Aliya King Neil [00:43:33] Just what he wants to say.

Panama Jackson [00:43:34] And that’s what he wants to say. Well, let’s take one last break right here. We come back going to our Blackfessions and Blackmendation and find out where can people find your work and everything else you got going on. So stay tuned right here on Dear Culture. All right. We’re back here on Dear Culture for our final segment here. But before we do, let’s just start at the beginning. How did you even get into writing?

Aliya King Neil [00:43:54] I was a teacher and I knew that I wasn’t going to be there for long. So I always had my antenna up about, you know, stuff that was going on the last day of school. 1998. I’m watching my kids take their final exam and I’m reading an Essence magazine in the back of the magazine and says, Do you want to be a writer? You should come to this 8 week course at Harvard University where you’ll learn everything about publishing. And I was like, Oh, word. So I’m on lunch break. I call the number. And the woman Lindy Hess, she said, I’m so sorry, but you know, it’s done. You know, we have our group coming in next month. Next year. You should apply. I’ll tell you everything you need. You sound like you would be a good candidate. And I was like, next year. The next day I took off from work. I drove to Boston, to Cambridge, to this woman’s house, I mean to her office. And she’s like, Who are you? And I said, I’m Aliya S. King, you said to apply for next year, but I don’t have that kind of time. She was like, Well, you have to complete the application. I was like, Boom. And you have to have two letters. Boom, boom. I had driven to Rutgers. I went Rutgers University. I had driven to Rutgers in the mornings to get my transcripts and then went up to Cambridge. Like Aliya King Neil is not doing that, I just have to say. But I really was really focused on that. She let me in. I remember she said, You know, the course is $5,000 and is that going to be an issue? And I’m like, Damn right, it’s going to be an issue. You’re going to find some money for me. I’ll see you in a couple of weeks. I got a full scholarship and I went and that was really the jumping off point for me. There were 100 people in my group. I obviously 90% of them are still in the business in some way. And it was a crash course in everything publishing, which I needed because I didn’t major in it. From there I went to Billboard from Billboard, I went to The Source, and that’s where all the fun began.

Panama Jackson [00:45:54] So that’s an interesting one. And I didn’t know that I had. I actually don’t know that I knew that that’s how you got into to writing and all that in the first place, though, it’s a very hip hop story, actually. Like, listen, I’m going to I’m going to make a way and we’ll find a way. I’m going to make a way. And, you know, it’s it’s you kick the door down and you get in and it turns out it worked out. What’s your relationship to hip hop at this point? So this is and you said 98, right? This is 98. So 98. So hip hop is two and a half decades old. We’re in the gold. We’re in the nineties right where we’re post Wu-Tang, right? We’re in the shiny suit era, so to speak. So to speak. Biggie’s gone. Puff is gone. I mean, I’m sorry, Biggie is gone. Pac is gone, right? Lauryn is a supernova, you know. So where are you in Where is hip hop in your life? You’re from New Jersey. So you’re part of like used. You seeing all this, like, in real time? As far as I can tell for your life?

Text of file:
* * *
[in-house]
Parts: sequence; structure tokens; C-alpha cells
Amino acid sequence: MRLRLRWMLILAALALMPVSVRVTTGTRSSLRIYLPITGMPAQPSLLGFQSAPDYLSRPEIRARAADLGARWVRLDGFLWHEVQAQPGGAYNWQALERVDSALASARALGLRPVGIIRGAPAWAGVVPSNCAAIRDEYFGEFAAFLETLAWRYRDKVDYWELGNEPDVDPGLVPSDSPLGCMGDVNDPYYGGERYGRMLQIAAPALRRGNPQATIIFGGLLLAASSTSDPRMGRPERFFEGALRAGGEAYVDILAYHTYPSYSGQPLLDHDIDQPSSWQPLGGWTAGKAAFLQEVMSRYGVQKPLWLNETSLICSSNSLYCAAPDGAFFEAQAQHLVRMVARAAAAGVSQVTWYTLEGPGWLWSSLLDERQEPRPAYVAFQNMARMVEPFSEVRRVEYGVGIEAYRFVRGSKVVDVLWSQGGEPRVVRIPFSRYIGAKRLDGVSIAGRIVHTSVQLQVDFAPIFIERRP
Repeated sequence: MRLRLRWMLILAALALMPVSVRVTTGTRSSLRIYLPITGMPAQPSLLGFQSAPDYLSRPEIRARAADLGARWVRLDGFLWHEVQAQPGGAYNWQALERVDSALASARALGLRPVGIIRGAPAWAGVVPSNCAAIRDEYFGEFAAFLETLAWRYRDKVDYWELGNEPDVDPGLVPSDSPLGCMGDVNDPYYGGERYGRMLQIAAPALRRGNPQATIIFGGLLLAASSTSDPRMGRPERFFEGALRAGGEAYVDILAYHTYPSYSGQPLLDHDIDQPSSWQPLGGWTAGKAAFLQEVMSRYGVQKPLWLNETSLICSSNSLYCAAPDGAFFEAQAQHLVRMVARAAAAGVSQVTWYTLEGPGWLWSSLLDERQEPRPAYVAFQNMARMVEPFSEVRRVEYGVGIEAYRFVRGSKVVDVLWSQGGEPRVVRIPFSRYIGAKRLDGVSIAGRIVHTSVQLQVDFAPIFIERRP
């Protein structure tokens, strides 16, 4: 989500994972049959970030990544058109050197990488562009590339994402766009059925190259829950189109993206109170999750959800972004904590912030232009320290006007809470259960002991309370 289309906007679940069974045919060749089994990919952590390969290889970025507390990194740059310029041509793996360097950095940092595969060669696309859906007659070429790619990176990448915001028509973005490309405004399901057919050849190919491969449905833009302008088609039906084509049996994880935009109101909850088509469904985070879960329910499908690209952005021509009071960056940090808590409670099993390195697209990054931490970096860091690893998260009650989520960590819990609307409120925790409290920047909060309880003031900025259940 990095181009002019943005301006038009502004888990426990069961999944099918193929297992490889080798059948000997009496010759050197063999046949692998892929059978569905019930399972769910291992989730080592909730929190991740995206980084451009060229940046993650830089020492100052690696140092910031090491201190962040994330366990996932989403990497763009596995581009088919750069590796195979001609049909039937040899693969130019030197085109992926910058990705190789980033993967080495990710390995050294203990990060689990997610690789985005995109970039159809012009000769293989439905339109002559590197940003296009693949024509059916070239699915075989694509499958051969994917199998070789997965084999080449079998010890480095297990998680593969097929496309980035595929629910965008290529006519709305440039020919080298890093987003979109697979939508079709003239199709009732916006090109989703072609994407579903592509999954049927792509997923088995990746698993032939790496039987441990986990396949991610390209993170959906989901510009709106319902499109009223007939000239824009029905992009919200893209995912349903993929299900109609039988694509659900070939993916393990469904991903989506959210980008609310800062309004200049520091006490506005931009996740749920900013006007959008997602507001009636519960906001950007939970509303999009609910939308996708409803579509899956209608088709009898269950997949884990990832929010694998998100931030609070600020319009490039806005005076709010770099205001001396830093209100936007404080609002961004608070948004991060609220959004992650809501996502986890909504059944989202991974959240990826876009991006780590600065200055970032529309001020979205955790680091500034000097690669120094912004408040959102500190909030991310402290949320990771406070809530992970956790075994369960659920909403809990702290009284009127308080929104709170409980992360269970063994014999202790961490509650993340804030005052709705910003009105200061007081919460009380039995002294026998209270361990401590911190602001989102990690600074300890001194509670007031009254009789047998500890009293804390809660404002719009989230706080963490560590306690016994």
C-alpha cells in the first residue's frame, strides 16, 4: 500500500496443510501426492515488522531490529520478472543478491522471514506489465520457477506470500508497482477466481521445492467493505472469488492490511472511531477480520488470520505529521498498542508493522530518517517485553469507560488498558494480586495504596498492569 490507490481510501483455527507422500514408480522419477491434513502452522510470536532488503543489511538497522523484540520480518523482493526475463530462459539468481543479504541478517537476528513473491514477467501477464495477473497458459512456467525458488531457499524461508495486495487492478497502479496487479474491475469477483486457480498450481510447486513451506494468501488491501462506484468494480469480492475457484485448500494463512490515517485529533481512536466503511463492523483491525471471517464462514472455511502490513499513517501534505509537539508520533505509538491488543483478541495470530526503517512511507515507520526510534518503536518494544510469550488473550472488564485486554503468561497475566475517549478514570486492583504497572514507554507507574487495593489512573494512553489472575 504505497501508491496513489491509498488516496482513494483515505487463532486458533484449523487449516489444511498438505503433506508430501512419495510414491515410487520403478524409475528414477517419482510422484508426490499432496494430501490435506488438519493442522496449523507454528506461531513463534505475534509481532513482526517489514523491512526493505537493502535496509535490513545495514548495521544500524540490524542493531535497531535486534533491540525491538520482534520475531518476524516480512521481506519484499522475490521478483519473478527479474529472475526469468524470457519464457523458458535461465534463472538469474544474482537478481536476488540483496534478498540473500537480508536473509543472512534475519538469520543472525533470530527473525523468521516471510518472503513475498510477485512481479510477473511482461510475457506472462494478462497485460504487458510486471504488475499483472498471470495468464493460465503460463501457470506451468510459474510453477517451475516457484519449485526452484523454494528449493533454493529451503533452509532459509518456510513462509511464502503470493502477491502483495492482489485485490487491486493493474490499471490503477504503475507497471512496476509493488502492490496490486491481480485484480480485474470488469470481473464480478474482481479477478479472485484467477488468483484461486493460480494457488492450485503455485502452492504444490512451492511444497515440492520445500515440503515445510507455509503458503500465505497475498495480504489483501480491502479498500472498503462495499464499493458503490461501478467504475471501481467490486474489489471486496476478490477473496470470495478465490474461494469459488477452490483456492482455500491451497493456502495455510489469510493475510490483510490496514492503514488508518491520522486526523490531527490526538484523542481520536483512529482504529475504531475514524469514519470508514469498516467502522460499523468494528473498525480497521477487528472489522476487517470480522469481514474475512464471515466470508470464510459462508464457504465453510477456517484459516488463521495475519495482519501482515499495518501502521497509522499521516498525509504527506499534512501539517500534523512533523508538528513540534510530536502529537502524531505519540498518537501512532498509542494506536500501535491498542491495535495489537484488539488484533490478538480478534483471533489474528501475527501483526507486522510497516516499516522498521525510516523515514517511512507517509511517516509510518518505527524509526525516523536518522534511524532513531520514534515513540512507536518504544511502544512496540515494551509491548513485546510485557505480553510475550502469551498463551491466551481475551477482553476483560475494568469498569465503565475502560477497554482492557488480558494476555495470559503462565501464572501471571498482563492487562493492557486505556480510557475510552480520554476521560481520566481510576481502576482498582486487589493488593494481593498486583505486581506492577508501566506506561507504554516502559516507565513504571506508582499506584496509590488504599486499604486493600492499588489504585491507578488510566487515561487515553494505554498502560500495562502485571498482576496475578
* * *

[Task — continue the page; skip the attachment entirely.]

Aliya King Neil [00:46:57] Absolutely. I’m from Illtown. You know, Naughtyville, I grew up seeing them performing in talent shows at my school before they were Naughty by Nature. You could look at Treach and just tell you was a superstar. But I must say, and that’s what’s interesting about being able to talk about this stuff now, because I couldn’t tell this story. I was not a hip hop head and I had it all in me by osmosis. I’m from East Orange, like Redman grew up a mile away from me. There’s no way I wasn’t going to be filled with it and love it. But honestly, I was a R&B girl and it’s taken me. How long has it been now? 20 years. To be able to say that publicly and be okay with it because The Source was such a gatekeeping space that the idea if I said in my interview, I want to work here and I’m good at what I do, but I really like Mariah more than I like, you know, Fat Joe, that just wasn’t going to fly. So when I was at Billboard, I was freelancing for XXL, I was freelancing for The Source, I was freelancing for Vibe, and I was paying attention to the work I was doing, not necessarily to the music, which was okay until it came time to rate albums for mics, but we’ll get to that. Yeah, so I really did not come out. I came out loving hip hop the way you love your sister. She’s there now. Of course you love her. But I was not fanatical. I was not a fan boy or girl. And I didn’t realize until much later that the person who hired me hired me for that reason, because there were enough fanboys there. But I didn’t know that at the time.

Panama Jackson [00:48:32] That that look that is interesting. And I just kind of assumed like everybody was a complete fanboy, like you said, of of hip hop. Like, I would have been right if I had those opportunities, if I’d walked in the door to be 100% like. Like wide eye and bright eyed and bushy tailed kind of thing for me. So it is interesting. So let’s talk about you getting to The Source you’re writing for XXL. So you’re like you’re writing for these hip hop spaces, You’re freelancing for these spaces. So what’s that like in in what’s that like getting into The Source? Because at that point, The Source is still The Source, right? It’s still the hip hop Bible they’ve had, you know, there’ve been issues and stuff, but it’s still the hip hop Bible. We still care about the mics in The Source.